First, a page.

“Tried the Antiques Roadshow?” Queried John L.
“You’ve got a point, but they had an issue with his provenance.” I laughed, “Things as old as that are not supposed to still be able to move and chat up other women!”
“You’ve also got a point about the beginners’ bows,” said Steve. “We have been talking about buying some new ones, especially in the middle weight range as more adults seem to want to take up the sport – or is it the fact that the children are getting bigger these days?”
“It’s when the policemen get younger you’ve really got a problem!” John L had to say it before I did. “Come on, young Barbara, let me help you carry some of your stuff. Don’t want to scuff it or get it dirty.”
Between us, we carefully took my new and treasured possessions up the slope onto the field, then in order to return the compliment, I helped John find his club arrows (easy), Club riser (not so easy) and club limbs (impossible) as he’d remembered he’d put them in a different box and the string hadn’t remained wrapped around them.
“ Marion said to me that as I was going to do archery on a regular basis, I should go off and get my stuff as quickly as possible.” John chatted on as he launched into the box where we’d located the riser to try and find the sight ring.
It had been a source of amusement to the club – and John – that as a married couple they would nearly be the perfect archery team. On one side we’d got Little John (well named, John was well over 6′) and ‘Maid’ Marion . All they needed was a son called Robin.
“So, ignoring the money bit if I’m being undiplomatic here, what’s the problem? I heard Liz offering to go with you and make sure you didn’t get ripped off.”
“Barbara, it’s not that easy.” John’s rich brown voice responded as he struggled with the over-shortened club bowstringer, the one of many knots. “It’s the time. I don’t like to let them down at work, I like to take my holiday as holiday with Marion , and there’s so much to do in the house at the weekend! That’s why I’m so darn tired all the time and don’t shoot very well.”
“I know, I’m in the same boat. It’s just that this time, buying my own bow became more important than anything else. I knew that Richard wasn’t interested anymore, so I had to do something off my own bat. Winning that award at work and then winning a recipe competition seemed like an omen – and now was the time!”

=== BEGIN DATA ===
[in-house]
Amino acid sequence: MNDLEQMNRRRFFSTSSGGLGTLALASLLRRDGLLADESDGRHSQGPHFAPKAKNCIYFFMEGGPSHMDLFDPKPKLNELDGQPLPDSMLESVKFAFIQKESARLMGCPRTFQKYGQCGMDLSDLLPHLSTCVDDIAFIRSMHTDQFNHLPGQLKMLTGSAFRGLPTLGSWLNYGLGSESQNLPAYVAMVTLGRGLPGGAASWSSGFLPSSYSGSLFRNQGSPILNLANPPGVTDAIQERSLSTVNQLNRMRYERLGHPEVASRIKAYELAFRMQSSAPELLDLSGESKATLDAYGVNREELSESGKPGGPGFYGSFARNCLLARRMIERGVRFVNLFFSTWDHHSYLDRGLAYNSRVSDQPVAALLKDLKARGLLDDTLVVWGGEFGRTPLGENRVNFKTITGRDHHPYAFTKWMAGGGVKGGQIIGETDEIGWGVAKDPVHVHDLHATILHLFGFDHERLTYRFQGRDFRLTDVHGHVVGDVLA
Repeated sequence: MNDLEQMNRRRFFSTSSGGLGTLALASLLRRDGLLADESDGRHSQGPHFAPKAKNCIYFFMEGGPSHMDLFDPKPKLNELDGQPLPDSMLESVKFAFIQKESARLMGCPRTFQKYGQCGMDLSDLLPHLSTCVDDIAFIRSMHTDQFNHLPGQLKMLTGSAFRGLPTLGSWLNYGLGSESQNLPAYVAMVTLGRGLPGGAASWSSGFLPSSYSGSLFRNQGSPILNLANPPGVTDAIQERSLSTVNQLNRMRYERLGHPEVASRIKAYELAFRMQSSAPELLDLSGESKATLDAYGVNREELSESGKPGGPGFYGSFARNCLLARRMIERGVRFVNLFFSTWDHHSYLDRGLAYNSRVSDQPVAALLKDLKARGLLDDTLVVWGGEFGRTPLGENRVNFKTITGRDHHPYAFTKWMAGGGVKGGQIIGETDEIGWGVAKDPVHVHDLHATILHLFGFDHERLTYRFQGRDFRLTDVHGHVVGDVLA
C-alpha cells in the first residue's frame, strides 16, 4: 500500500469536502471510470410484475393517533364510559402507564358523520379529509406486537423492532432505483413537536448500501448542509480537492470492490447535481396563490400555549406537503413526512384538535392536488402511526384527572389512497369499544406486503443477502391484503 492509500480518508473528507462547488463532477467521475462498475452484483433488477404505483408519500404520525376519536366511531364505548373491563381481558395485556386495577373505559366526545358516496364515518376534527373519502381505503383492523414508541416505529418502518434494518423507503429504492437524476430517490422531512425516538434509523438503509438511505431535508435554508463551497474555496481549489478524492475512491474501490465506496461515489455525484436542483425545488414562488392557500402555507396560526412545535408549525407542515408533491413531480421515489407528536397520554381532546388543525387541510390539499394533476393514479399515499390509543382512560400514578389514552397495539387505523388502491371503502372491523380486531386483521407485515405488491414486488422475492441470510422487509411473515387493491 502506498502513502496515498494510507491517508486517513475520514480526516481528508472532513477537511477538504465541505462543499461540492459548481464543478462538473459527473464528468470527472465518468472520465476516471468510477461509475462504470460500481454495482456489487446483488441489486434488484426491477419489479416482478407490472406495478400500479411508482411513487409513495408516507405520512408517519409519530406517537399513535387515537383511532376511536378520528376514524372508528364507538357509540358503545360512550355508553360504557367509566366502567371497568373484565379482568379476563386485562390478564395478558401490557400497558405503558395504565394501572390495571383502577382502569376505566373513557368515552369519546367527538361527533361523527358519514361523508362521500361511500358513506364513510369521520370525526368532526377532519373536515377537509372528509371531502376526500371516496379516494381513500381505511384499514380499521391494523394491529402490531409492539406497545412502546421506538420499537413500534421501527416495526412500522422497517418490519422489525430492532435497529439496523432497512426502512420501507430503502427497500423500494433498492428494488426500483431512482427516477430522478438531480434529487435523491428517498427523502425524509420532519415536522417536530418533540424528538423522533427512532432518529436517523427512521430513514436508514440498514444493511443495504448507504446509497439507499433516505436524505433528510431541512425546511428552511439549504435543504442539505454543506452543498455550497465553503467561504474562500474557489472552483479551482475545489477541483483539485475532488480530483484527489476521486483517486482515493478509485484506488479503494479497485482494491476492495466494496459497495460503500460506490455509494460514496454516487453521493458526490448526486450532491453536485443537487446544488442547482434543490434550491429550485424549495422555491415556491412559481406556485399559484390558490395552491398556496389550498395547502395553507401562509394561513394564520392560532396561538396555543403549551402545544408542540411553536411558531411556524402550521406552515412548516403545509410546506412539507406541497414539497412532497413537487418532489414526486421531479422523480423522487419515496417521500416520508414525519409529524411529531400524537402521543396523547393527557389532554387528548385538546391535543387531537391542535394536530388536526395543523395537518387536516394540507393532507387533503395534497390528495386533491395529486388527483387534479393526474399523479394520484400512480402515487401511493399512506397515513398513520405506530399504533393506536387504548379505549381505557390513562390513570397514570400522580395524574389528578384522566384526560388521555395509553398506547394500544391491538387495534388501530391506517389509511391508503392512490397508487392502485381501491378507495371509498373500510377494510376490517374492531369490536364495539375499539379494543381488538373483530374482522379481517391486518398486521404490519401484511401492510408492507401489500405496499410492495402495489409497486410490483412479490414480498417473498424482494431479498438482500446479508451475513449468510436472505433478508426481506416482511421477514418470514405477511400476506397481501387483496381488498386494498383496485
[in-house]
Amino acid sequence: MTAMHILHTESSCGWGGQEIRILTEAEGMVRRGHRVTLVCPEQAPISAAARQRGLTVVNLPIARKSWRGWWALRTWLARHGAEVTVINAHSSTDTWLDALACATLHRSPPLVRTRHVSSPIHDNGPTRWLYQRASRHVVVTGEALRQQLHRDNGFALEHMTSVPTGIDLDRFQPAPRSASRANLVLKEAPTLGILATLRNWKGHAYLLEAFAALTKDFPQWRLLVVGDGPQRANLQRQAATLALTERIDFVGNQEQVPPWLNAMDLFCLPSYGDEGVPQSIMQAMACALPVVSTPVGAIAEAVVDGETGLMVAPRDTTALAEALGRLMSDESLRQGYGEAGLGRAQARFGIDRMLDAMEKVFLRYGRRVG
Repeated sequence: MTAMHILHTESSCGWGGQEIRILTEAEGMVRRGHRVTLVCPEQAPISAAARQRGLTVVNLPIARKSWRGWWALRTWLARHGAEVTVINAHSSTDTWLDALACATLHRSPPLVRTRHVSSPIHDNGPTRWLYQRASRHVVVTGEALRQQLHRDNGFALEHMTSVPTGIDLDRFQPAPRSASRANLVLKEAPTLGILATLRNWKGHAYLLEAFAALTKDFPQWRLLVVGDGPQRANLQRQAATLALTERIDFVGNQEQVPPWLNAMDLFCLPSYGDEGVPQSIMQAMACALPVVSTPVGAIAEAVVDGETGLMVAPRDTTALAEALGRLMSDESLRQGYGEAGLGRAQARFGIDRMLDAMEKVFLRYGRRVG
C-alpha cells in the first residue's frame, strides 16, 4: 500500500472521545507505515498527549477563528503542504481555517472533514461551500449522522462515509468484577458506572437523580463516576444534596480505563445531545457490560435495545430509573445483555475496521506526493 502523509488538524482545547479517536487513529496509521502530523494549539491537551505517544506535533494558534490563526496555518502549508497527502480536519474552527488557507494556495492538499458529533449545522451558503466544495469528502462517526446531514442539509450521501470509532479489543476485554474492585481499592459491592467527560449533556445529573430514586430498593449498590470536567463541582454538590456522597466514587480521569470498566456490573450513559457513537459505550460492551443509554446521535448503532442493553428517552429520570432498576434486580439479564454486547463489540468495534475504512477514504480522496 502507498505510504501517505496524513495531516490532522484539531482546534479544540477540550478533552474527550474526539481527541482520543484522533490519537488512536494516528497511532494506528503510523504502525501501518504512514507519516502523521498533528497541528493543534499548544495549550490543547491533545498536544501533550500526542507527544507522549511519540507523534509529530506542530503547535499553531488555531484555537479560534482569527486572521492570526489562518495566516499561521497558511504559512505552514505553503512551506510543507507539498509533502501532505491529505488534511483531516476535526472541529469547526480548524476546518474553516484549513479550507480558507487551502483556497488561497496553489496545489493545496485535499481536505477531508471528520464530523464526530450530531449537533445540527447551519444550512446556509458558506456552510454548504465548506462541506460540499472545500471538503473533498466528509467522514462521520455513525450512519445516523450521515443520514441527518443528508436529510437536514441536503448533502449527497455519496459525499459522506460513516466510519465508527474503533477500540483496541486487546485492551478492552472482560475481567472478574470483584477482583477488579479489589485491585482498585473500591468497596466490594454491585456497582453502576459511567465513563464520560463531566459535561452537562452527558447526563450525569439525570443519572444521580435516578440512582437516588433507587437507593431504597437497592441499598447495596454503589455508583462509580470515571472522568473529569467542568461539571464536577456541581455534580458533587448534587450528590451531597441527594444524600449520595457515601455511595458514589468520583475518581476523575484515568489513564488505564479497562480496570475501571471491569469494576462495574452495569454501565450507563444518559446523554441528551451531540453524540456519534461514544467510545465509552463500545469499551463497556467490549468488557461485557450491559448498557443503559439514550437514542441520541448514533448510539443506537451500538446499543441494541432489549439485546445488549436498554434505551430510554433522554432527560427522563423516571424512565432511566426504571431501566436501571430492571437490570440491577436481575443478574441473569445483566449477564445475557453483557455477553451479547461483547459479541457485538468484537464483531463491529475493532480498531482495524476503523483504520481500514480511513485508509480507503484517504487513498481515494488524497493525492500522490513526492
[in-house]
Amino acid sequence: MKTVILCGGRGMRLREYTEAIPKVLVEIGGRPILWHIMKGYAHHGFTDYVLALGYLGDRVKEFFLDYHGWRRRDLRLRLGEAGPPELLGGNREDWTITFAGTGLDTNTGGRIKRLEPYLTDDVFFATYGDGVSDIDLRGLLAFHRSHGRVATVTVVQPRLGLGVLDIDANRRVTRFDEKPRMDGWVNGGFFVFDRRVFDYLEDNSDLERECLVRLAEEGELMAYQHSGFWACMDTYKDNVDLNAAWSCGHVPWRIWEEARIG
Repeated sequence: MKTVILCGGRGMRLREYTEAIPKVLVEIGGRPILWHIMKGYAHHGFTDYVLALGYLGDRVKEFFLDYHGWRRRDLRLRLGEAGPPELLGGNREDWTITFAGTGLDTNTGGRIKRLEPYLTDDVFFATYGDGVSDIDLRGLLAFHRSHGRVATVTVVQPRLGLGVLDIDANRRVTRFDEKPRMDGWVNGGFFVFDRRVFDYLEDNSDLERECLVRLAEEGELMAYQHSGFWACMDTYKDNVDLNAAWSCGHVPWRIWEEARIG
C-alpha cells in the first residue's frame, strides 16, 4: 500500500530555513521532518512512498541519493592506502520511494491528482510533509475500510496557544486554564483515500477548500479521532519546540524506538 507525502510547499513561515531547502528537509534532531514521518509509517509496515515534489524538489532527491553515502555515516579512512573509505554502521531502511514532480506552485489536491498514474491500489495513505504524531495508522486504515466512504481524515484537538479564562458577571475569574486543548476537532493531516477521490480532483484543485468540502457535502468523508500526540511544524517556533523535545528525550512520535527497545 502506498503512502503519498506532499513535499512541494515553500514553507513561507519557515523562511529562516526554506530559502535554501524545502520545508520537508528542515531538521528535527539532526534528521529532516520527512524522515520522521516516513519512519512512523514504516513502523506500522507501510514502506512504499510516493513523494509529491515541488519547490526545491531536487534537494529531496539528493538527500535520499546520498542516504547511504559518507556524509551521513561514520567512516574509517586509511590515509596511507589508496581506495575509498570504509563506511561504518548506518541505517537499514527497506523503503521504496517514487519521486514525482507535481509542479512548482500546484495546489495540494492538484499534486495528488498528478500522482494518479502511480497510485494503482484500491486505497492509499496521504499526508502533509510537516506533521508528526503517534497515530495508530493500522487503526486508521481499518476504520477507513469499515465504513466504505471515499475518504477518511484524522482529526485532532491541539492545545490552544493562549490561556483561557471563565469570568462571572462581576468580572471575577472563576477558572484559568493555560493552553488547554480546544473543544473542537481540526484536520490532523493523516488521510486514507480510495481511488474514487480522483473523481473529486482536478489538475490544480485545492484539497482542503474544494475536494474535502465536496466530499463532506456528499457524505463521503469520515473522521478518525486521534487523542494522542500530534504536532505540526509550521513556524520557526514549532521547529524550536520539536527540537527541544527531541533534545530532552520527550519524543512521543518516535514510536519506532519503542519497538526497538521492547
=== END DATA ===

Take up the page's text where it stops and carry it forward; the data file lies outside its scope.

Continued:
The moment I opened the new case I had a Coat visitation.
“What arrows have you got? Oh, they’re the same as mine. Yuck, don’t like the fletchings, did you actually choose those colours? The Coat looked with a large measure of distaste at the pink and orange I’d acquired.
“I wanted red and white. The bloke in the shop said that pink was the closest to red he’d got and then he’d run out of white in that size.” I could see the Coat’s point, but at least I never get them muddled up with anyone else’s stuff – certainly no-one would be daft enough to pick orange and pink as their colours.
“So, what has Barbara got here, then?” John T, the newly-elected Equipment Officer for the club peered into the case. “Why, it’s a little baby Win & Win!” He was chuckling as if it was a baby in a pram, and it might as well have been for the amount of people who’d gathered around to see what I’d got.
Phil, as usual, swept aloofly by as if not wanting to be seen with the common rabble then in a semi-gallant gesture loftily threw his coat on the ground.
“You’ll need somewhere to stand it so it doesn’t get dirty!” He said and issued one of his rare smiles.
In an equally gallant gesture I handed him his coat back. I didn’t want Jonathon, still peering out from under the current blue persona having an identity crisis if he spotted Phil’s green (wouldn’t you know it?) model.
“Thanks, but no thanks, Phil”, I informed him. “I don’t want you catching a cold, it wouldn’t be terminal. Please catch something a little more worth while like Bubonic Plague.”
I actually didn’t want him getting grass in the lining. I’d done the same last week and had to vacuum the entire house after I’d shed bits everywhere and I wasn’t about to inflict that on his lovely wife, Sue.
“Actually, John, as you know about archery equipment, could you help me out here?”